Terracotta "mace head" shape
cylinder, hollow ovoid form, broad flat end, and
a small circular aperture on the rounded end.
The inscription is written in two columns around
the entire piece.
The inscription commemorates King Sin-
iddinam's dredging of the Tigris River to improve
the water supply for his city and country. It
concludes with a statement of the daily food
rations that workers received. The whole project
was undertaken at the behest of and to the
glorification of the great gods, and to the eternal
credit of Sin-iddinam who "established my name
for far off,
distant days." The inscription is known from a
number of copies. Sin-iddinam was the 9th king
of the dynasty based in the southern
Mesopotamian city Larsa,
and is believed to have reigned c. 1849-1843
BC. The inscription
translates as follows:
Sin-iddinam, might man, supplier of (the city) Ur,
King of Larsa, king of Sumer and Akkad, the king
who built the Ebabbar Temple, the temple of (the
sun god) Utu, who restored the regulation of the
temples of the gods, am I.
When (the gods) An, Enlil, Nanna and Utu granted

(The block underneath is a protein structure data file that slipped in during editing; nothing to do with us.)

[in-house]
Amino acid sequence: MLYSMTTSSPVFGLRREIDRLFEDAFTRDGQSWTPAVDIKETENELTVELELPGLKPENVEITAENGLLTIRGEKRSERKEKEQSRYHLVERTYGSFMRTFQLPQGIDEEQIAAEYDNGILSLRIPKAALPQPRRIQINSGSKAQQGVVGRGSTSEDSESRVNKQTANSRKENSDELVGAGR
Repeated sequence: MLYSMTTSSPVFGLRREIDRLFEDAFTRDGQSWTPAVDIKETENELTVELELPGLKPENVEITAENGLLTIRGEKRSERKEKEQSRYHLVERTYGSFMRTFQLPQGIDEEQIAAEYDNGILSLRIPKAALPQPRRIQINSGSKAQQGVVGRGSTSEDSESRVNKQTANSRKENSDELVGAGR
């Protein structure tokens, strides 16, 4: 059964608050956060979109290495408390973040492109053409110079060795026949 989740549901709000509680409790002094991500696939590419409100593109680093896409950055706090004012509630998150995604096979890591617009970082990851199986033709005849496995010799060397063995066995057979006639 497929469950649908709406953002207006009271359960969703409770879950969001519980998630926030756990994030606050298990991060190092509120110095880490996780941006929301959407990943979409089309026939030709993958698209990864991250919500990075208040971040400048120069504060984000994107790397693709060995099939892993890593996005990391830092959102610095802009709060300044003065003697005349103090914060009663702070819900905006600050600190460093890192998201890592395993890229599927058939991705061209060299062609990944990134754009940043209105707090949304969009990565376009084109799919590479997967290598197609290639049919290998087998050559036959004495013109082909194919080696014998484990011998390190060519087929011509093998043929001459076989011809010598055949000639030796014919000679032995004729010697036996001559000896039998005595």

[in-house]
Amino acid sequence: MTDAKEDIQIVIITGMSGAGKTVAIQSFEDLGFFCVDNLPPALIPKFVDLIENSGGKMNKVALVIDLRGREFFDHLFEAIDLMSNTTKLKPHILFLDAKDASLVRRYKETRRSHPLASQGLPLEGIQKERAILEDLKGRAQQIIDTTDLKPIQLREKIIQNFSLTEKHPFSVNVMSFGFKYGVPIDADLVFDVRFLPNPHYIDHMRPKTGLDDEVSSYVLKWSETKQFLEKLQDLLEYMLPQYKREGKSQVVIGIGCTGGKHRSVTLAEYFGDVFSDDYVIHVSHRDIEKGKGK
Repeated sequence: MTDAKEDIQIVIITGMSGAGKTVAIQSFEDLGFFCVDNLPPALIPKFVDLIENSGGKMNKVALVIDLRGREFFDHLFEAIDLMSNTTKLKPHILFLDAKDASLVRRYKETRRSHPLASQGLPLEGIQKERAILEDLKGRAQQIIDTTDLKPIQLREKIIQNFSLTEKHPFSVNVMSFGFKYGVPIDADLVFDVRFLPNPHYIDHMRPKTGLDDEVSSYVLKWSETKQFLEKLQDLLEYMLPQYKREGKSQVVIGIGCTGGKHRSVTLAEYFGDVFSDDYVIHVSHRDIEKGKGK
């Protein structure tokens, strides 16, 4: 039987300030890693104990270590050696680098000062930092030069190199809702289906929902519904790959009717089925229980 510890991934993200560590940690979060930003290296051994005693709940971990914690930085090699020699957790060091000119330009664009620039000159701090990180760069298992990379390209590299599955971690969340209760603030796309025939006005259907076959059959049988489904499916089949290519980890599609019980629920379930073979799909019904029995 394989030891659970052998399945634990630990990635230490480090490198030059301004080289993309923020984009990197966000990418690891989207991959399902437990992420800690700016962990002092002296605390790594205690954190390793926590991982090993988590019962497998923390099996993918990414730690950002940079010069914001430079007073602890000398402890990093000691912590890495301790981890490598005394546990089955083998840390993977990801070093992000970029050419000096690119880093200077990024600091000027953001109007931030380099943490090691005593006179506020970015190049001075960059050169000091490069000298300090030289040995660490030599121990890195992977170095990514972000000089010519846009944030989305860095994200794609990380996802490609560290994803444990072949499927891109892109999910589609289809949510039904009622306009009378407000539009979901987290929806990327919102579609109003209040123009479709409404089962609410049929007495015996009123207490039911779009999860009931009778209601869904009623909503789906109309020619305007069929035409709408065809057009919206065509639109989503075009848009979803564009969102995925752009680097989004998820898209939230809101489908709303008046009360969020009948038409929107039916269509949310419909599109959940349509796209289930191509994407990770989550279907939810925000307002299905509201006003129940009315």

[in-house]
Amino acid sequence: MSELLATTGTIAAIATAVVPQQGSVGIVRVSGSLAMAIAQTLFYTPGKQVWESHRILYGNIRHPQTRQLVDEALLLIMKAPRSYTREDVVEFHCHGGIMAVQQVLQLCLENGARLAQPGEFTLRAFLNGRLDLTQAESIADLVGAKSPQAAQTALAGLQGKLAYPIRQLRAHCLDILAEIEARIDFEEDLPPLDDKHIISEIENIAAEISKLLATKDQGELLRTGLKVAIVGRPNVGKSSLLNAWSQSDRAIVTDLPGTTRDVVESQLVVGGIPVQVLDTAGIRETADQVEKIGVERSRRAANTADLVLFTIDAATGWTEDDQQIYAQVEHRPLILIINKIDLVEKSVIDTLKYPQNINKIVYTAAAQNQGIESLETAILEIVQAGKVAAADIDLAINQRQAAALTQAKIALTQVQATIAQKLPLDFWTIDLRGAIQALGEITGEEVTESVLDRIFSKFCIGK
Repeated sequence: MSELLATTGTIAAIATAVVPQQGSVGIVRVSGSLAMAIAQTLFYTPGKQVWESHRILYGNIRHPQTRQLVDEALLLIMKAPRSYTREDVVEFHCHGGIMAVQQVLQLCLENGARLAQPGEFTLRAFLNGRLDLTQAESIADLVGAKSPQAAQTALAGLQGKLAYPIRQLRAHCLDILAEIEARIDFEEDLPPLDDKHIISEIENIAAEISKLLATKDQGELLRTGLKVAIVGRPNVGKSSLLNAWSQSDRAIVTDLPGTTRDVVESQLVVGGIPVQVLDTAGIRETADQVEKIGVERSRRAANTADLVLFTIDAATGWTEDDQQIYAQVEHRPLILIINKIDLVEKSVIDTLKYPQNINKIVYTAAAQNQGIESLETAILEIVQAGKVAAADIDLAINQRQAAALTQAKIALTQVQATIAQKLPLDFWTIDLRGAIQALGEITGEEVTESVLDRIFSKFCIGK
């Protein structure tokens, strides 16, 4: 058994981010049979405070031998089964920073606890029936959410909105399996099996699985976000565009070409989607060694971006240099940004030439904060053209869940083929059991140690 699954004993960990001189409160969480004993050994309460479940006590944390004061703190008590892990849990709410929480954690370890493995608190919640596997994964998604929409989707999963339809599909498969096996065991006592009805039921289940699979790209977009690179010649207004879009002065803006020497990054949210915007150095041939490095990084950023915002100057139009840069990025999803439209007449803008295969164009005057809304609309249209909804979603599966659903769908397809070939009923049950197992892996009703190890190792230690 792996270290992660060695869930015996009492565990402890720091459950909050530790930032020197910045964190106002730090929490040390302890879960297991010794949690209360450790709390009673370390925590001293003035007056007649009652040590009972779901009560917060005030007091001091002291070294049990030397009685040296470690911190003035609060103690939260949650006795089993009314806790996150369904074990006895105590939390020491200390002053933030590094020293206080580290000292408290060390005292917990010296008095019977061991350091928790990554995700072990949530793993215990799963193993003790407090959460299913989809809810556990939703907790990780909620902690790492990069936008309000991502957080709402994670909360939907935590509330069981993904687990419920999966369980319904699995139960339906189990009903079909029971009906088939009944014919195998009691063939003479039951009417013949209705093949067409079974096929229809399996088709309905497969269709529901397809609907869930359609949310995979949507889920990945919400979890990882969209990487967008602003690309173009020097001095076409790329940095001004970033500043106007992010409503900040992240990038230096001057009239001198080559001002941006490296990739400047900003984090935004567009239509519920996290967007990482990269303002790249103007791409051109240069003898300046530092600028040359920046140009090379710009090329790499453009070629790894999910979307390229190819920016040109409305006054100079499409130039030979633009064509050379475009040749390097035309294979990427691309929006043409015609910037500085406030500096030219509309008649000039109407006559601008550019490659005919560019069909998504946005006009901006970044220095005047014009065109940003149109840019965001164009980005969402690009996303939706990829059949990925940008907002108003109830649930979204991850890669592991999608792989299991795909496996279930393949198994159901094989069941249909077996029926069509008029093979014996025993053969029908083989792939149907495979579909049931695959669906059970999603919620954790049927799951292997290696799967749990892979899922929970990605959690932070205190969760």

to me a pleasant reign of justice whose days
were long, by my wide-ranging wisdom which
was brought to perfection and which excels, in
order to provide clean water for my city and
country, to extol my ways and to glorify publicly
for later days my heroism, I prayed intently to
(the gods) An and Enlil. When they had accepted
my firm petition,
they commissioned me with their unchanging
work to dredge the Tigris River and to restore it,
thereby making a name for myself for many days
Then, at the command of An and Inanna, by the
good will of Enlil and Ninlil, with the help of my
god Ishkur, and by the exalted strength of Nanna
and Utu, I magnificently dredged the Tigris, the
well-supplied river of Utu in my great
achievement. I directed its flow to the border.
The line I had chosen, and regulated its might to
the swamp, thus supplying uninterrupted water,
an unceasing source of prosperity for Larsa and
After I had dredged the Tigris, the great river,
the wages of a man were: 1 kor of barley, 2
quarts of bread, 4 quarts of beer, 2 shekels
(weight) of oil, this is what they received each
day. I let no man have neither less nor more.
With the labor of my hand I finished that task.
By the command and decision of the great gods I
restored the Tigris, the broad river, and
established my name for far off, distant days."